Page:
Indian minister convinced men don't 'commit suicide', statistics say otherwise

Of the 86,808 married people who killed themselves in India in 2015, 64,534 or 74 per cent were men

News Desk June 30, 2017
Indian Union Minister Manekha Gandhi PHOTO: The Hindustan Express

India's Union Minister Maneka Gandhi is convinced that men do not kill themselves in India, and says that she has not heard of a single such case.

Her response to a query during a Facebook Live session about the government's initiative to reduce suicide rates has upset the audience.

"Which men have committed suicide? Why not try and resolve the situation rather than commit suicide? I have not heard or read of a single case," said Gandhi, the Women and Child Development minister.

However, the statistics dictate, according to the National Crime Records Bureau of India, 1,33,623 suicides were reported in the country in 2015, of which 91,528 or 68 per cent were men who killed themselves and 42,088 women.

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Of the 86,808 married people who took their lives in 2015, 64,534 or 74 per cent were men, the NCRB data revealed.

The three-hour long chat on social media led the audience to label the minister as "anti-men" and spent a large part of the chat answering questions over this particular issue.

"What is @wcd doing to make sure parental alienation (father's from his kids) is not in practice. Isn't alienating a child from his/her biological father a crime?," posted a social media user.

Reacting sharply to the post, Gandhi said men had to accept responsibility before demanding rights. "This ministry gets a large number of complaints that after a marriage has been dissolved, the father does not pay any maintenance despite court orders and the laws of the land... To push for rights needs an adherence to responsibilities as well," she said.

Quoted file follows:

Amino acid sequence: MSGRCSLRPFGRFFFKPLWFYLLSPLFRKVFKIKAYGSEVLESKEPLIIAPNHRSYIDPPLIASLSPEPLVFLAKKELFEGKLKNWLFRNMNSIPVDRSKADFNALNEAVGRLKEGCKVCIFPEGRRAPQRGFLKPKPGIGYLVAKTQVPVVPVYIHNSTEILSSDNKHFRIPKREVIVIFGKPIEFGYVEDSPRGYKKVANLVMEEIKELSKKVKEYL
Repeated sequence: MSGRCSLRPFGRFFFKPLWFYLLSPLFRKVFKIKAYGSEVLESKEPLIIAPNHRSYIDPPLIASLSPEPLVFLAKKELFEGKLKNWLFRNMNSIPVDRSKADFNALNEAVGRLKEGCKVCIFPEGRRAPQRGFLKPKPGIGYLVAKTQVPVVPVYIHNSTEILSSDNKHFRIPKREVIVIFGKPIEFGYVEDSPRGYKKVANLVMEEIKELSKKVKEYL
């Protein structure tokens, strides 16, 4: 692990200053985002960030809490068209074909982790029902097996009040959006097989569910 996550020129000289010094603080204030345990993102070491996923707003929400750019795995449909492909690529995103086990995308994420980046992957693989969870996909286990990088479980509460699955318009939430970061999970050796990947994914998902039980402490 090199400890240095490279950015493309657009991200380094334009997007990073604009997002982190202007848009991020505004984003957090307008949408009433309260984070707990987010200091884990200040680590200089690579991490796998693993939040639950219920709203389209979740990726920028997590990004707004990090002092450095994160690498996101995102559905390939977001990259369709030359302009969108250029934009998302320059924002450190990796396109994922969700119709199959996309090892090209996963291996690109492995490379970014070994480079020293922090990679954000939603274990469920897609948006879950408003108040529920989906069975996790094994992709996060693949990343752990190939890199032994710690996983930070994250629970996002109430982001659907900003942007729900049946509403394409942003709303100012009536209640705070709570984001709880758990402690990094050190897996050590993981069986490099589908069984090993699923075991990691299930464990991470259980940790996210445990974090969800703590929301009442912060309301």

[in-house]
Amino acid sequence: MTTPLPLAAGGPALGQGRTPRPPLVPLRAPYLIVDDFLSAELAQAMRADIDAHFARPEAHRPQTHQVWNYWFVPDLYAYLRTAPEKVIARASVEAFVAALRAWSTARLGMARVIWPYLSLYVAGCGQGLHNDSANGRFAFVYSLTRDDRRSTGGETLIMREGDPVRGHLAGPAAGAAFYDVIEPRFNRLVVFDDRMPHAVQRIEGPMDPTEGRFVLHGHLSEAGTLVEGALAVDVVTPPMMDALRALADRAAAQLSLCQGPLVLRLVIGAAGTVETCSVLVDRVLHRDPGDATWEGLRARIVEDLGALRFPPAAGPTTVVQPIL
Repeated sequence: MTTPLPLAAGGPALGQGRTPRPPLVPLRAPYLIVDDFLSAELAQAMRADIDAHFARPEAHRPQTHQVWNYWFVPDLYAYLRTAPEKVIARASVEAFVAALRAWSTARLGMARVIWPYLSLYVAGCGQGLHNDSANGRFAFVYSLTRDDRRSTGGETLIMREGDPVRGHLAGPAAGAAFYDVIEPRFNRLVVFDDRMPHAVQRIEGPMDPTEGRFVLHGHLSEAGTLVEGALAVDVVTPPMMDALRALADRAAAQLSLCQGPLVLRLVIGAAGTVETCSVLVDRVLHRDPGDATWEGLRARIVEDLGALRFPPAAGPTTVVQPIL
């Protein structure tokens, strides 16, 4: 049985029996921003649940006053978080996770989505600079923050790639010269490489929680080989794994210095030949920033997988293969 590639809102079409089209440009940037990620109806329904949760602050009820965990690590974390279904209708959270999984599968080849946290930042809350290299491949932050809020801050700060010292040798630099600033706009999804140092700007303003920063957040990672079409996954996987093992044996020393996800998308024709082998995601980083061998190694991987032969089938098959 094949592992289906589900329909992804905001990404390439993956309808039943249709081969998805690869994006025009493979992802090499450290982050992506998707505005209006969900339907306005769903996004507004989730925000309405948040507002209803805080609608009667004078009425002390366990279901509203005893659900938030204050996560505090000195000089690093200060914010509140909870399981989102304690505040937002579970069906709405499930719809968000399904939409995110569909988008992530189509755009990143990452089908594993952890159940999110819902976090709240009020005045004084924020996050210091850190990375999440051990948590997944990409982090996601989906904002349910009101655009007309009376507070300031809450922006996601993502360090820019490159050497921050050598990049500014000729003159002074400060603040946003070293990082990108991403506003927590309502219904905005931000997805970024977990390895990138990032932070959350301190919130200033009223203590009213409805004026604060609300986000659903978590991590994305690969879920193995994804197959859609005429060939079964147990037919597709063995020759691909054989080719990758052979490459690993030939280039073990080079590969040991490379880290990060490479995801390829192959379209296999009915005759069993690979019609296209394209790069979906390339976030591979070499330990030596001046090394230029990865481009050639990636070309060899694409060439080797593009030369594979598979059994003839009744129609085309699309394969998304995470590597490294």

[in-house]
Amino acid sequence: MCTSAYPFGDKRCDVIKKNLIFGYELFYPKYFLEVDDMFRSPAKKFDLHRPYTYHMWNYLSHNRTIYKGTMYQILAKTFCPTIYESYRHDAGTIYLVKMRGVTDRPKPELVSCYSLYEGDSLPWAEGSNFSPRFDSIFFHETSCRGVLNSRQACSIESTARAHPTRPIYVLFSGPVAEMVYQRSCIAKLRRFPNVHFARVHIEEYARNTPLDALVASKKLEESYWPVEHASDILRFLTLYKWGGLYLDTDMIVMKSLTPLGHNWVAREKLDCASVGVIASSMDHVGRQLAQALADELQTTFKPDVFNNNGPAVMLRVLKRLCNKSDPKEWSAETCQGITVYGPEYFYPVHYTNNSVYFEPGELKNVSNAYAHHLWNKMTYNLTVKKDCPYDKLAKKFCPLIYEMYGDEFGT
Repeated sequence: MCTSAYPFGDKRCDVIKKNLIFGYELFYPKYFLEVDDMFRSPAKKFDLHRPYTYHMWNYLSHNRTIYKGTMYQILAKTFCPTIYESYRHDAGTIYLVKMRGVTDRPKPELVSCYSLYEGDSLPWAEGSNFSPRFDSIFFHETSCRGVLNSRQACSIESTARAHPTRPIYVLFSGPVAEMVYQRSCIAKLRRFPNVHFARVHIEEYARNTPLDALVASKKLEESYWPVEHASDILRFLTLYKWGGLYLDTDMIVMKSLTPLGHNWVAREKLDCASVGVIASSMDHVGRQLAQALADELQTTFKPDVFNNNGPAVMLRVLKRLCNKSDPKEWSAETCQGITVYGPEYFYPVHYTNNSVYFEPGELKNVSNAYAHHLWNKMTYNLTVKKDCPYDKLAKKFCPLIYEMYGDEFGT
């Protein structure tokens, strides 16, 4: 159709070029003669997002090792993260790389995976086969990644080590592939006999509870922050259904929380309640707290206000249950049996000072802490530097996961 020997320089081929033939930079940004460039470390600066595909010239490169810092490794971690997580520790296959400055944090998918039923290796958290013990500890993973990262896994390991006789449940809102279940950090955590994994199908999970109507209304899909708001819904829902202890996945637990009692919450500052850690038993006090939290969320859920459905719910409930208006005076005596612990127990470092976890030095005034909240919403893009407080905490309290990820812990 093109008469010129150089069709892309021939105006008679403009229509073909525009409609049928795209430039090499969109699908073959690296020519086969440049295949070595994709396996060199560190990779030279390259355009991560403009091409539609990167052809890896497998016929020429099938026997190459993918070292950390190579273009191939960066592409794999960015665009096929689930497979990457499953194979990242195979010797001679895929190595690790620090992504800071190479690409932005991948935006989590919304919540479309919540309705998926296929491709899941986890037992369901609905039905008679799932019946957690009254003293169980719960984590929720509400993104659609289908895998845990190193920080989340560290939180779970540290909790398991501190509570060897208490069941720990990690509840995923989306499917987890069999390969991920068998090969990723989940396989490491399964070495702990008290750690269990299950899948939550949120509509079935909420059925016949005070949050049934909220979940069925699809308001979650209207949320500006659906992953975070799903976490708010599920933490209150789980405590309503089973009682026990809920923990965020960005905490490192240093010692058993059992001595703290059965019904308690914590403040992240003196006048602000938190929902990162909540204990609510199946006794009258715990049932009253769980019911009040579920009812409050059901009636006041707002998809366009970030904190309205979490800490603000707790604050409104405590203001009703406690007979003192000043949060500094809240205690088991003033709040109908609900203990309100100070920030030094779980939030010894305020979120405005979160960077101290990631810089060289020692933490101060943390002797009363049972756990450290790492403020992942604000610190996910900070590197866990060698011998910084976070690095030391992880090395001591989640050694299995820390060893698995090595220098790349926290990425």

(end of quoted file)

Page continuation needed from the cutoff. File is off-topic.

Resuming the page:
This was again met with severe criticism from users who said that the minister was equating a child to a museum for which fathers had to pay a display fees.

The chat grew intense when one social media user posted a query about his matrimonial dispute where he dictated his situation. He stated that his wife had left their three-month-old daughter saying that she could not look after her. "Whose doors should I knock to seek justice for my daughter?" he asked.

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To this, the minister replied, "Unfortunately the remedy for this lies in the courts. But simply as a personal observation... I have not met a woman who is happily married, has a baby and then runs off leaving a three-month-old baby on the grounds that she cannot look after her.

"According to you, there was the support system of parents in the house as well. So the responsibility of looking after the child would not have been her's alone. Why not introspect and sort out the actual issue," she wrote.

The minister's reply seemed to imply that she did not believe the user's story and suspected of otherwise. At the very end of the session though, replying to a user who suggested that there be a ministry only for men, Gandhi said that she would welcome it.


This article was originally published in The Indian Express.

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